The sales pitch
This 23-year-old contemporary home, just southwest of downtown Lima, features hardwood floors and floor-to-ceiling windows throughout the first level. The family room has a stone hearth and recessed lighting. It opens to a large kitchen with oak cabinets, tile floor and adjacent dining room. The formal living room overlooks the deck.
Area median price: $74,500 (down 6.8 percent from one year earlier), according to the West Central Association Of Realtors
Listed by: Cowan Realtors
“The custom finishes and versatile floor plan” are what make the house special, says Brian DePalma, agent for Cowan Realtors.
The carpeted master suite has his-and-hers closets and a master bath with a garden tub, separate shower and dual vanity.
The house has a finished basement with full wet bar and a two-car garage.
The city’s name is pronounced LIME-uh.
What else you can get for $200,000
With $200,000 to spend, buyers have “a fairly wide selection” in Lima, says Neal Obringer, president of the West Central Association of Realtors.
In the suburban areas, buyers will find homes with 1,800 to 2,400 square feet, three to five bedrooms and often a finished basement. And “most of them were built within the last 20 years,” he says.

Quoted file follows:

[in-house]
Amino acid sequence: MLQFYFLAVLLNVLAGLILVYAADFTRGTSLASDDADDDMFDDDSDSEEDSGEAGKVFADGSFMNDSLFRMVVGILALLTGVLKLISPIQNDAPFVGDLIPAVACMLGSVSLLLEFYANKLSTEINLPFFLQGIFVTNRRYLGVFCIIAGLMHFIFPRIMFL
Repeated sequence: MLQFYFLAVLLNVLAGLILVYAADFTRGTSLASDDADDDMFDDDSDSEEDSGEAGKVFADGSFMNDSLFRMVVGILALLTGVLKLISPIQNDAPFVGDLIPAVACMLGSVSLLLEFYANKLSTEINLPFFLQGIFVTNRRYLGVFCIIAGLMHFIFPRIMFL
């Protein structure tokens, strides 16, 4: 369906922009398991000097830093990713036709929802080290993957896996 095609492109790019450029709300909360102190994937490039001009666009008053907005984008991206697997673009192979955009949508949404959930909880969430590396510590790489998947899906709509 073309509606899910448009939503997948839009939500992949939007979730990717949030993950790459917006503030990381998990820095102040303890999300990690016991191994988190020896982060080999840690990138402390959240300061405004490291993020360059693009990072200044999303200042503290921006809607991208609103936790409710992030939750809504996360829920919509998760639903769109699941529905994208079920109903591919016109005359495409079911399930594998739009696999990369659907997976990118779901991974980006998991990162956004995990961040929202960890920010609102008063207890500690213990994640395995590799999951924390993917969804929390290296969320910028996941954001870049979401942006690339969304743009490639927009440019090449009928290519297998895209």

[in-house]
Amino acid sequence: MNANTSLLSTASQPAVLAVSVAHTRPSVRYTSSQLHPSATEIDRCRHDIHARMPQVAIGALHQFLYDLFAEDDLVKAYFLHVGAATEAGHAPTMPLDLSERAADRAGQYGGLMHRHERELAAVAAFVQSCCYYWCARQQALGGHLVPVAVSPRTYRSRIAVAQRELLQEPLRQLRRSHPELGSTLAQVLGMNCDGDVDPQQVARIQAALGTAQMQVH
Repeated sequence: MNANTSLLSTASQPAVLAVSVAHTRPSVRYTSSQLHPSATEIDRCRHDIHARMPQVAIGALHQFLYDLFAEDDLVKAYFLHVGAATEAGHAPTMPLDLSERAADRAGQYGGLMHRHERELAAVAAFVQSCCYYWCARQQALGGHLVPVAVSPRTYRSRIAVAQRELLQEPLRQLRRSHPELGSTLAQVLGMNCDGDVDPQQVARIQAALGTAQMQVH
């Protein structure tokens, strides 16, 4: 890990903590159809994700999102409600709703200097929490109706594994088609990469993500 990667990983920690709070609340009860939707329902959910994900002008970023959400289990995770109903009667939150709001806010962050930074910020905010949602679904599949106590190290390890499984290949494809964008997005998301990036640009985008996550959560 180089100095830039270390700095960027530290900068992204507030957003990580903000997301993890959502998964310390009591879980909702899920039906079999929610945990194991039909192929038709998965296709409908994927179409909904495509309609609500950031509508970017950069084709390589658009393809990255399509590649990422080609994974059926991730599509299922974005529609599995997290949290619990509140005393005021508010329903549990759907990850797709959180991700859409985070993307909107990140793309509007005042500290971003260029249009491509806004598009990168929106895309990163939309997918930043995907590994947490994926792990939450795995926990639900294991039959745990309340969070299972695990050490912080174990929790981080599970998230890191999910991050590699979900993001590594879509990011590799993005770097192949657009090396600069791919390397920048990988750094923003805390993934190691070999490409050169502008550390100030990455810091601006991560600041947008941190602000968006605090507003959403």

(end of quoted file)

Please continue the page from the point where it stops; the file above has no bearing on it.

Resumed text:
Buyers could also pick up a downtown fixer-upper for much less than $200,000. But restored homes in Lima’s historic district typically go for $250,000 and up, he says.
If buyers want a little more land and a little less house, they can go less than 10 miles outside of town and pick up a spread with 2 to 7 acres, sometimes with a pond or in-ground pool, he says.
Today’s buyers are getting a lot more for their money than they would have just a few years ago, Obringer says. “You’re getting larger homes. Before you were getting three-bedrooms — a lot of them without finished basements. Whereas now you’re getting three to five bedrooms, with finished basements. And a lot of them are finished with wet bars, game rooms and extra bedrooms. Some of them you’d consider a mother-in-law suite.”